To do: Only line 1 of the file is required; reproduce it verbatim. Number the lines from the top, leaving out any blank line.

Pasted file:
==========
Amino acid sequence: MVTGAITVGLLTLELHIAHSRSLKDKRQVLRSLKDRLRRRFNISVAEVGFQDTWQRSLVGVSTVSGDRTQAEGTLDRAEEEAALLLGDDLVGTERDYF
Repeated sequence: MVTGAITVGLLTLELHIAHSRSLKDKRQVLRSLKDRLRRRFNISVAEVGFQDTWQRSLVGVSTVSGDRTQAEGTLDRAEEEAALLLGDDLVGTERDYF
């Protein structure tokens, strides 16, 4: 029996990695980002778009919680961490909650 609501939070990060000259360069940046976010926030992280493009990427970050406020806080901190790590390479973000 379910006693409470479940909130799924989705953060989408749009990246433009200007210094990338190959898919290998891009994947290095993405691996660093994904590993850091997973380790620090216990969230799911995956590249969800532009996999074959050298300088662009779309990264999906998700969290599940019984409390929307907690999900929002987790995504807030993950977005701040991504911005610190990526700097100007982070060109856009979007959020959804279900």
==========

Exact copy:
Amino acid sequence: MVTGAITVGLLTLELHIAHSRSLKDKRQVLRSLKDRLRRRFNISVAEVGFQDTWQRSLVGVSTVSGDRTQAEGTLDRAEEEAALLLGDDLVGTERDYF